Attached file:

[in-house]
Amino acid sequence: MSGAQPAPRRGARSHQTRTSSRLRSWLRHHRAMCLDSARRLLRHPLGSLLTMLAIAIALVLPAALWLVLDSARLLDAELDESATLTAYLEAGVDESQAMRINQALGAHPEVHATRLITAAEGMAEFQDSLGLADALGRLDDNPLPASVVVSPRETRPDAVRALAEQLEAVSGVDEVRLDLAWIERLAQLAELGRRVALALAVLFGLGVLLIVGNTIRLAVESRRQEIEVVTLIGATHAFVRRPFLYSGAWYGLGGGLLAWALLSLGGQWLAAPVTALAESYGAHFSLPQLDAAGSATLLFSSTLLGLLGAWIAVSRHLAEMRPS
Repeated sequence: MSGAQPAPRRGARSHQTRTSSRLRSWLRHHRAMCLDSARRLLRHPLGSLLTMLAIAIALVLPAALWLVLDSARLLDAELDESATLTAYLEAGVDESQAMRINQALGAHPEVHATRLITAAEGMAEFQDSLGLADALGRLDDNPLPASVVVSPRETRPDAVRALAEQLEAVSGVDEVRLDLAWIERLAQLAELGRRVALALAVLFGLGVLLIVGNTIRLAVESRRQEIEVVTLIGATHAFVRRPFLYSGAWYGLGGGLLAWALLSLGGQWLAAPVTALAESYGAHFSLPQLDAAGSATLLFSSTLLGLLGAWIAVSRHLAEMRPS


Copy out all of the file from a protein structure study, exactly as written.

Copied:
[in-house]
Amino acid sequence: MSGAQPAPRRGARSHQTRTSSRLRSWLRHHRAMCLDSARRLLRHPLGSLLTMLAIAIALVLPAALWLVLDSARLLDAELDESATLTAYLEAGVDESQAMRINQALGAHPEVHATRLITAAEGMAEFQDSLGLADALGRLDDNPLPASVVVSPRETRPDAVRALAEQLEAVSGVDEVRLDLAWIERLAQLAELGRRVALALAVLFGLGVLLIVGNTIRLAVESRRQEIEVVTLIGATHAFVRRPFLYSGAWYGLGGGLLAWALLSLGGQWLAAPVTALAESYGAHFSLPQLDAAGSATLLFSSTLLGLLGAWIAVSRHLAEMRPS
Repeated sequence: MSGAQPAPRRGARSHQTRTSSRLRSWLRHHRAMCLDSARRLLRHPLGSLLTMLAIAIALVLPAALWLVLDSARLLDAELDESATLTAYLEAGVDESQAMRINQALGAHPEVHATRLITAAEGMAEFQDSLGLADALGRLDDNPLPASVVVSPRETRPDAVRALAEQLEAVSGVDEVRLDLAWIERLAQLAELGRRVALALAVLFGLGVLLIVGNTIRLAVESRRQEIEVVTLIGATHAFVRRPFLYSGAWYGLGGGLLAWALLSLGGQWLAAPVTALAESYGAHFSLPQLDAAGSATLLFSSTLLGLLGAWIAVSRHLAEMRPS